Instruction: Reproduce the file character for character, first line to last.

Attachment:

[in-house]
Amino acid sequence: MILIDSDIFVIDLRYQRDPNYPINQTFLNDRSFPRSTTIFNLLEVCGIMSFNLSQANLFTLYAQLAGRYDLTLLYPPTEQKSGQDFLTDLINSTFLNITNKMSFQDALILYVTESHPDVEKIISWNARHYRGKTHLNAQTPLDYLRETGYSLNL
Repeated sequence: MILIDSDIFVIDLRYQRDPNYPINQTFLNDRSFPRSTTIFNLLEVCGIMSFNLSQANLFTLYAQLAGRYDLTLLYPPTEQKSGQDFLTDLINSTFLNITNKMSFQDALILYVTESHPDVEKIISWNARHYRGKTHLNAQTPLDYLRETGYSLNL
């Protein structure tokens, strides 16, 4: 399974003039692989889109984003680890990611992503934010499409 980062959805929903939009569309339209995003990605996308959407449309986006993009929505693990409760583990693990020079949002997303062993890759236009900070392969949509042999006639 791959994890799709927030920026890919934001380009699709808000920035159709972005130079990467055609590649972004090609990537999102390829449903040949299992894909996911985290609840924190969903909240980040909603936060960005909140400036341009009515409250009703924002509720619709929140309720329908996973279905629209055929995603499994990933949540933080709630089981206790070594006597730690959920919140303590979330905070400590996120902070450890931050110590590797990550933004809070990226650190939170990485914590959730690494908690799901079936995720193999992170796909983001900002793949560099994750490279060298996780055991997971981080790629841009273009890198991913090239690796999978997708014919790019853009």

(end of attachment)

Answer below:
[in-house]
Amino acid sequence: MILIDSDIFVIDLRYQRDPNYPINQTFLNDRSFPRSTTIFNLLEVCGIMSFNLSQANLFTLYAQLAGRYDLTLLYPPTEQKSGQDFLTDLINSTFLNITNKMSFQDALILYVTESHPDVEKIISWNARHYRGKTHLNAQTPLDYLRETGYSLNL
Repeated sequence: MILIDSDIFVIDLRYQRDPNYPINQTFLNDRSFPRSTTIFNLLEVCGIMSFNLSQANLFTLYAQLAGRYDLTLLYPPTEQKSGQDFLTDLINSTFLNITNKMSFQDALILYVTESHPDVEKIISWNARHYRGKTHLNAQTPLDYLRETGYSLNL
């Protein structure tokens, strides 16, 4: 399974003039692989889109984003680890990611992503934010499409 980062959805929903939009569309339209995003990605996308959407449309986006993009929505693990409760583990693990020079949002997303062993890759236009900070392969949509042999006639 791959994890799709927030920026890919934001380009699709808000920035159709972005130079990467055609590649972004090609990537999102390829449903040949299992894909996911985290609840924190969903909240980040909603936060960005909140400036341009009515409250009703924002509720619709929140309720329908996973279905629209055929995603499994990933949540933080709630089981206790070594006597730690959920919140303590979330905070400590996120902070450890931050110590590797990550933004809070990226650190939170990485914590959730690494908690799901079936995720193999992170796909983001900002793949560099994750490279060298996780055991997971981080790629841009273009890198991913090239690796999978997708014919790019853009």